Do you have what it takes to be a good board member? Chances are you do.
If you have a mix of some of the following traits and skills, consider running for a seat on the board. We’d love to have you.
Respect. If you can give others respect and expect it in return, you can help keep board discussions civil, productive and on point. We’re looking for people who can lead by consensus, not by command.
Good listening. People want to be heard. Can you listen to board members and residents with sincere interest? You may have a few ideas of your own, but everyone benefits by sharing and discussing.
Thick skin. Sometimes, residents—even other board members—can be mean and insulting. Are you good at turning a conversation around and finding out what’s really bothering people?
Egos aside. If you can give others credit, the board will operate better as a team.
Agenda aside. Members who come to the board looking to help only themselves are a problem. A board is more productive when members don’t have a personal punch list. Are you able to look after the community, not just your own interests? Are you willing to compromise?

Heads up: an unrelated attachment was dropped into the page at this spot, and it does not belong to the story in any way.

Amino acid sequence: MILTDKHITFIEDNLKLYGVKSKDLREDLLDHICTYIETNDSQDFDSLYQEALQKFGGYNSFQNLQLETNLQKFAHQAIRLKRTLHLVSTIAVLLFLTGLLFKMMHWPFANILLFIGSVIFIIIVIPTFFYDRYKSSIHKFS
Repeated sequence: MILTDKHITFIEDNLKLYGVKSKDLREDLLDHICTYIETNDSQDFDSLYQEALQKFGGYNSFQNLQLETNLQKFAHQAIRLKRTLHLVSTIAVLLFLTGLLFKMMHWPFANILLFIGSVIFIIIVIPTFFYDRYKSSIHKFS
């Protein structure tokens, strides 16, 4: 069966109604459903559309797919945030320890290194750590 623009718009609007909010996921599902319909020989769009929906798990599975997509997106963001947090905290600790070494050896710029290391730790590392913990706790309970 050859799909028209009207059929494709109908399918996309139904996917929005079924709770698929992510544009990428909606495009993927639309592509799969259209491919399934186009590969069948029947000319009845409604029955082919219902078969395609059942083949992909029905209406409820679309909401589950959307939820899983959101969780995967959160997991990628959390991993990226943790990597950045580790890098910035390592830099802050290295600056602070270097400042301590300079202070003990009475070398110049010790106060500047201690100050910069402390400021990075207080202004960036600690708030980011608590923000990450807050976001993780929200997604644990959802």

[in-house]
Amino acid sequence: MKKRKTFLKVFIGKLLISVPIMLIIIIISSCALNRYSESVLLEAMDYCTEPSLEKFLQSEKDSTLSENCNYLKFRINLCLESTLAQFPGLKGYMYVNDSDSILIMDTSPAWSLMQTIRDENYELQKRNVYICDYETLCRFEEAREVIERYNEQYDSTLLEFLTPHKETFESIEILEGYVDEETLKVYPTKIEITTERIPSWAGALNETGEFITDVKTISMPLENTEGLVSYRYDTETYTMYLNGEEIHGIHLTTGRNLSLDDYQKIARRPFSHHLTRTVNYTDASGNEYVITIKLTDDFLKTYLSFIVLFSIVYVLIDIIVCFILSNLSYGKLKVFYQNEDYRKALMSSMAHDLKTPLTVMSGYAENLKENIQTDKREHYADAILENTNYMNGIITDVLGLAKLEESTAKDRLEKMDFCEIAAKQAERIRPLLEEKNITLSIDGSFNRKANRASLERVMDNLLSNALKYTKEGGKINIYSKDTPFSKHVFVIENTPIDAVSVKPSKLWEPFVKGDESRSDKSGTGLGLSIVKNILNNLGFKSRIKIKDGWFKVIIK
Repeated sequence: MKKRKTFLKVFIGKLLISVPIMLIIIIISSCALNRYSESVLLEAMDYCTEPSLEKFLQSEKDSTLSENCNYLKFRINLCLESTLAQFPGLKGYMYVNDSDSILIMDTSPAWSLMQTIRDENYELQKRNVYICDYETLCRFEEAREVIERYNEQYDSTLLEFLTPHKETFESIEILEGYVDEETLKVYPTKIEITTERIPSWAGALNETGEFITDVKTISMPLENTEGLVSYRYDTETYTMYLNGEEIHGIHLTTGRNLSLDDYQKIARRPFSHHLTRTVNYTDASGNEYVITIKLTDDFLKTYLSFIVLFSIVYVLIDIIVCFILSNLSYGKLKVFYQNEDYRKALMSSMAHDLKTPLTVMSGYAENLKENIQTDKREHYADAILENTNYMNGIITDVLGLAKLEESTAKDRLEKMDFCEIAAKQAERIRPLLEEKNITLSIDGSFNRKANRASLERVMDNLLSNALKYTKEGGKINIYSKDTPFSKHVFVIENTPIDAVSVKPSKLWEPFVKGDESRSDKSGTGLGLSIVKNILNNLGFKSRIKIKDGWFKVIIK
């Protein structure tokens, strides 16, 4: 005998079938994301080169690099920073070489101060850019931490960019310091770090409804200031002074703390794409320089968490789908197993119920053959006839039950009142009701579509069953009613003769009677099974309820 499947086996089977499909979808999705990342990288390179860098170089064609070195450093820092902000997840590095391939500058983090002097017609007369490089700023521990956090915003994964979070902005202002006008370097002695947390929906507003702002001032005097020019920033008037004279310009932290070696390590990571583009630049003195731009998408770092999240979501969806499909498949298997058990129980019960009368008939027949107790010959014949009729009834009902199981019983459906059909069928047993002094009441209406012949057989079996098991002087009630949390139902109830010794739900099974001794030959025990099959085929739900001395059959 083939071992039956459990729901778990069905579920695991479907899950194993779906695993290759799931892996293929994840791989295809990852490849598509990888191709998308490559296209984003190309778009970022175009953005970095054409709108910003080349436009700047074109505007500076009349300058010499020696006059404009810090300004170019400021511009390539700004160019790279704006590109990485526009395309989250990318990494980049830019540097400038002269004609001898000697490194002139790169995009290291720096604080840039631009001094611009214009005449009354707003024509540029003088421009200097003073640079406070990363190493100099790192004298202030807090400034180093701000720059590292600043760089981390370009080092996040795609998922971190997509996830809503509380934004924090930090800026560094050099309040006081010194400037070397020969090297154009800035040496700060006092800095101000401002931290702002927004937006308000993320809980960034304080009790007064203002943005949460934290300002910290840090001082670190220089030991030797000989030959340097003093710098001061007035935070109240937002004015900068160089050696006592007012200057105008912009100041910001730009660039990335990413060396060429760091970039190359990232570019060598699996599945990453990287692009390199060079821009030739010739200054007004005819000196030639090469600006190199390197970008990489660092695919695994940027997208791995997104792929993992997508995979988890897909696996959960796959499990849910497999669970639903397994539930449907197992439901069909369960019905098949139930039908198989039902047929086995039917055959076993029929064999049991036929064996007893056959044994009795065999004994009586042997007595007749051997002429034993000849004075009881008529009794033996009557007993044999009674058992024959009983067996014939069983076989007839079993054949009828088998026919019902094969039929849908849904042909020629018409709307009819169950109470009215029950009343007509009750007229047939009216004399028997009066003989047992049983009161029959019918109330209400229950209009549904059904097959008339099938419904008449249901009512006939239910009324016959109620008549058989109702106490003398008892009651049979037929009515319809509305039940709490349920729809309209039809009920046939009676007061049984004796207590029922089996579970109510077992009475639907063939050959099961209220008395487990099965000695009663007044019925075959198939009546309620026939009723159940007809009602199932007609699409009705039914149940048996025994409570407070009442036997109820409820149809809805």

Skill. An association is a business. So having board members with accounting, organizational behavior and teambuilding backgrounds can help. Someone with a financial background, for example, might make for a good treasurer.
The ideal board comprises a mix of management styles, professional skills and temperaments. If you know people with some of these traits or relevant skills, ask them if they’d be interested in joining the board. Some people don’t think about running for a seat unless asked.
You don’t have to know everything when you join, but you should be familiar with the governing documents and the responsibilities of the job. Fellow board members and managers can help you with the transition and train you on board responsibilities, current work, projects and hot issues.
Leaders can come from different places and backgrounds. There’s no one mode that fits all. Share your knowledge and passion with the community.